A biological treasure trove

Extra Terrestrial

 / ©: Jodi J. L. Rowley/Australian Museum
A visually stunning ‘yin-yang’ frog (Leptobrachium leucops), just one of five new amphibian species discovered in the region in 2011.
© Jodi J. L. Rowley/Australian Museum
126 species new to science in 2011
A new bat named after its devilish appearance, a subterranean blind fish, a ruby-eyed pit viper, and a frog that sings like a bird are among the 126 species newly identified by scientists in the Greater Mekong region in 2011, and described in a new WWF report, Extra Terrestrial. Read more
► Find out about the flagship species WWF works to protect in the Greater Mekong region, as well as others that are critical to the integrity of ecosystems

Wild Mekong

 / ©: L. Lee Grismer
A new psychedelic gecko (Cnemaspis psychedelica) species was discovered in 2010 on Hon Khoai Island, Ca Mau Province, Ngoc Hien District, 18 km off the southern tip of the Ca Mu Peninsula in southern Vietnam.
© L. Lee Grismer
208 species new to science in 2010
A new monkey, a self-cloning skink, five carnivorous plants, and a unique leaf warbler are among the 208 species newly described by science in the Greater Mekong region in 2010 and highlighted in the latest WWF report, Wild Mekong. Read more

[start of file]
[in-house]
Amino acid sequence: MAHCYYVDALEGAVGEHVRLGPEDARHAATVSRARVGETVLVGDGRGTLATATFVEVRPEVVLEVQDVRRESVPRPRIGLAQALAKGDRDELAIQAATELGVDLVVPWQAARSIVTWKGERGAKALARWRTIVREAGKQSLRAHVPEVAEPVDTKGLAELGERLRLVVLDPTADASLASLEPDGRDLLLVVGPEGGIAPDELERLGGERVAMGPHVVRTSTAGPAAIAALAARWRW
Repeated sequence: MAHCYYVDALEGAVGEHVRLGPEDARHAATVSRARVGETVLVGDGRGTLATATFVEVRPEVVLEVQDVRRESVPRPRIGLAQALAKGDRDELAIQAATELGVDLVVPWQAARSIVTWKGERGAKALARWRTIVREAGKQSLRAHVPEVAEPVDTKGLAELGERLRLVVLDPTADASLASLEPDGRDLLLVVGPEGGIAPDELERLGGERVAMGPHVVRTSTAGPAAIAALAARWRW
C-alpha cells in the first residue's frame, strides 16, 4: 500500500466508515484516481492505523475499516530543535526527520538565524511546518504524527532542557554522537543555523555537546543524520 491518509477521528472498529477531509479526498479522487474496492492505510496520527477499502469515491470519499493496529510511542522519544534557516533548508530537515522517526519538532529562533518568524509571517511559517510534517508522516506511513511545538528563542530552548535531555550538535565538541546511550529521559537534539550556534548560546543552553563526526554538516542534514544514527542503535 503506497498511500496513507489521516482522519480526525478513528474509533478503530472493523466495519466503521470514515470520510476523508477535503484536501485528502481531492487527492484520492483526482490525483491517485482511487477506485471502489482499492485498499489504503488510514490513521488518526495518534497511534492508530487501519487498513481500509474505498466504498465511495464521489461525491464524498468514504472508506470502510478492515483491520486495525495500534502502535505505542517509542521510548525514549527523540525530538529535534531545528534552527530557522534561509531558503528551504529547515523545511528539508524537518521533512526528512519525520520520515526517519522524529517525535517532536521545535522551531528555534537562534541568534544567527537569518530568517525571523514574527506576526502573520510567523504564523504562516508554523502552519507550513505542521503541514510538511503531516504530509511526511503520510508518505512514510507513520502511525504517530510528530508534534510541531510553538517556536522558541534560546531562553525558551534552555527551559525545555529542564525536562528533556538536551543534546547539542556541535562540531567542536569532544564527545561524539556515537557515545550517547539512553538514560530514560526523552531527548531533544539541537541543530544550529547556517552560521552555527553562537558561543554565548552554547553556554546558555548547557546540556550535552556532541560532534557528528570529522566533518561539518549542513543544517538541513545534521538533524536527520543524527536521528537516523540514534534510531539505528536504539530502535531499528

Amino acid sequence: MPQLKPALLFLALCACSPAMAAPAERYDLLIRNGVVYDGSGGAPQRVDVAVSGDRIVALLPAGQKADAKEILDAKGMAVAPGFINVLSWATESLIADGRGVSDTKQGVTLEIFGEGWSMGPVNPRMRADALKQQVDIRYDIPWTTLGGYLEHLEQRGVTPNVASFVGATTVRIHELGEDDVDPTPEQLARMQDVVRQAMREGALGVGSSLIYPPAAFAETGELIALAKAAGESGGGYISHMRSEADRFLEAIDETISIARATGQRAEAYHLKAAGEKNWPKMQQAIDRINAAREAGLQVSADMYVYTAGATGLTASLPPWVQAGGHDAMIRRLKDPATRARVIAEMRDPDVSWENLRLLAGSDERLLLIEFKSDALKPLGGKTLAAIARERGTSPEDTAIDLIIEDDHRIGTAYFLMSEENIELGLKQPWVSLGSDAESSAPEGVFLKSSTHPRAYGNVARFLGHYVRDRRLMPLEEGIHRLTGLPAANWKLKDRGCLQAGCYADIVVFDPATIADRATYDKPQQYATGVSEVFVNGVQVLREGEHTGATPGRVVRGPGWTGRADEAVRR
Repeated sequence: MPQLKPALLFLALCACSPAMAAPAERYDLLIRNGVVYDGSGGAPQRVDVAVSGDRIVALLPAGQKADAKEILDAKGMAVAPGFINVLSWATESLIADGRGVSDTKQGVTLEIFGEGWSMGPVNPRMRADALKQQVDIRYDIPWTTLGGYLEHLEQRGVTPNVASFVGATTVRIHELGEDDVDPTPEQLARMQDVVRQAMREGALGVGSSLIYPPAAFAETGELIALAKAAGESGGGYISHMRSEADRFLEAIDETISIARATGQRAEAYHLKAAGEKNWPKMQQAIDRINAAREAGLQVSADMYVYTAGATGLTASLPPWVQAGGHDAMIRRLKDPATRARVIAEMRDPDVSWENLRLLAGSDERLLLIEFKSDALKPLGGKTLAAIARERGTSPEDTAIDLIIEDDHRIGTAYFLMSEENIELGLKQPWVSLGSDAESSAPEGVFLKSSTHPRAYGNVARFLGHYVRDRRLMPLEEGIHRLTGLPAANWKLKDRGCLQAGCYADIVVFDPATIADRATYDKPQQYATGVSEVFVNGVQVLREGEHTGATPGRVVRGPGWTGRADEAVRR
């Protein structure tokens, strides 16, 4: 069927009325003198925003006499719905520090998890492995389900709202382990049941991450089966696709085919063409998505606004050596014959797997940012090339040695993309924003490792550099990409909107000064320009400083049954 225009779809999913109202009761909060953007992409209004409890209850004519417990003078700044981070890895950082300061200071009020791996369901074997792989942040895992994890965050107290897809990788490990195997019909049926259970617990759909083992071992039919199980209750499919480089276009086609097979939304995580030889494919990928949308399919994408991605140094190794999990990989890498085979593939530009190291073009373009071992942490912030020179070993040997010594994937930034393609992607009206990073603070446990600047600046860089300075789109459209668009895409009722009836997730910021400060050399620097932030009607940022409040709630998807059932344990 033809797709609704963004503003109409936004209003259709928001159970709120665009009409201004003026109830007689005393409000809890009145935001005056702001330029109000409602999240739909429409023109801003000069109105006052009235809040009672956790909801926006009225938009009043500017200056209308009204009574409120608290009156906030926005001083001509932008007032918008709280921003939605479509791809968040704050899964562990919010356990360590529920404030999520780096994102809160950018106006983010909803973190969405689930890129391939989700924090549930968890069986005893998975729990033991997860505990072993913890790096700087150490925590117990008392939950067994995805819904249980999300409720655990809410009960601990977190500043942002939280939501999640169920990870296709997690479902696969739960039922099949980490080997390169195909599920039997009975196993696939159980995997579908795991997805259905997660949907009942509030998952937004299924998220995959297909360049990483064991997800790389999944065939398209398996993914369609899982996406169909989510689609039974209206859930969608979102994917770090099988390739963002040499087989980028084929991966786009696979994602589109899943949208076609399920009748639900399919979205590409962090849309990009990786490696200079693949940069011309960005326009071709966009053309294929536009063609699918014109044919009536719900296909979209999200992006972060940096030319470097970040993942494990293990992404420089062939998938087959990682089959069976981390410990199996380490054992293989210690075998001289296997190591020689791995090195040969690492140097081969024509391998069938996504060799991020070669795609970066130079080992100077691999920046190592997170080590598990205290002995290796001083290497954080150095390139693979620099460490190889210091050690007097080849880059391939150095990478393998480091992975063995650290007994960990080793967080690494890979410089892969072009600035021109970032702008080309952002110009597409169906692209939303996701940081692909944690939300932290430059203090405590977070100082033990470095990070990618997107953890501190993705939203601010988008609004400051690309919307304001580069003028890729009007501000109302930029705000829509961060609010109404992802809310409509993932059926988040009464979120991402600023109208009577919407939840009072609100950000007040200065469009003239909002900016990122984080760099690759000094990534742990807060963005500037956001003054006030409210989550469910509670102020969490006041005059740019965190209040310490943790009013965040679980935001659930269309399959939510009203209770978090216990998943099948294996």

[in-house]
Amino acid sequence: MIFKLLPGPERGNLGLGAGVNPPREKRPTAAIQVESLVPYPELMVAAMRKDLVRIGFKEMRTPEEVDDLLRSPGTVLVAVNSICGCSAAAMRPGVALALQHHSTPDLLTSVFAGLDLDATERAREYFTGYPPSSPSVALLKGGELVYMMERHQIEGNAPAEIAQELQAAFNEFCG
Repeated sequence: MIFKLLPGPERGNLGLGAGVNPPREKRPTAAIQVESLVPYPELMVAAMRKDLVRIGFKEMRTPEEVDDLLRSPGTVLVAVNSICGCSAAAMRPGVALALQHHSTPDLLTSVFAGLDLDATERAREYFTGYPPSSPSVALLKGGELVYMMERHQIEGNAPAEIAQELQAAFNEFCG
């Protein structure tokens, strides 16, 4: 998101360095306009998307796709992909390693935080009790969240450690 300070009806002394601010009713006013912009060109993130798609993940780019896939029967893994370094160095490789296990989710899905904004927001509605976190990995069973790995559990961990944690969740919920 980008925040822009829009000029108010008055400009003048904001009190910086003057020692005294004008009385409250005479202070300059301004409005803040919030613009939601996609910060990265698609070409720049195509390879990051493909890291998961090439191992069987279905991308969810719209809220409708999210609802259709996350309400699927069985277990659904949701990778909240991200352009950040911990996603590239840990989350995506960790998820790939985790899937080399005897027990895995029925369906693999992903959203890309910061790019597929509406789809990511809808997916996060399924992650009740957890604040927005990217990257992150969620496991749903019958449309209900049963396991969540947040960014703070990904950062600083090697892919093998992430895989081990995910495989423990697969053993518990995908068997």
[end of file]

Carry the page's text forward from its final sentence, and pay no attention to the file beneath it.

New Blood

 / ©: Natural History Museum, London
Dracula fish (Danionella Dracula) is one of the 145 species newly described by science in the Greater Mekong during 2009.
© Natural History Museum, London
145 new species described in 2009
A seven meter tall carnivorous plant, a fish with vampire fangs, and a frog that sounds like a cricket are among 145 new species described last year in the Greater Mekong, reaffirming the region as one of the most significant biological hotspots on the planet ahead of the UN Convention on Biological Diversity (CBD) in Nagoya, Japan, October 2010. Read more...

Close Encounters

 / ©: Thomas Ziegler / WWF Greater Mekong
Cat Ba leopard gecko (Goniurosaurus catbaensis) found exclusively in Cat Ba Island National Park in northern Vietnam. This species was one of the new species discovered in the Greater Mekong region of Southeast Asia during 2008.
© Thomas Ziegler / WWF Greater Mekong
163 species new to science in 2008
This report highlights the extraordinary discovery of 163 new species in the Greater Mekong region in 2008 alone. This report was launched in September 2009 prior to the UN climate change talks in Bangkok, highlighting what could be lost if the threat of climate change is not urgently addressed. Read more...

First Contact

The Gumprechts Green Pitviper is but one of 1068 new species discovered in the Greater Mekong in ... / ©: Rene Ries
Gumprechts green pitviper Trimeresurus gumprechti 2002 found Greater Mekong wide except Cambodia
© Rene Ries
Over 1000 new species discoveries between 1997-2007
Launched in December 2008, this was WWF Greater Mekong's first new species report making worldwide headlines announcing the discovery of 1068 new species in the Greater Mekong between 1997 and 2007. Read more...

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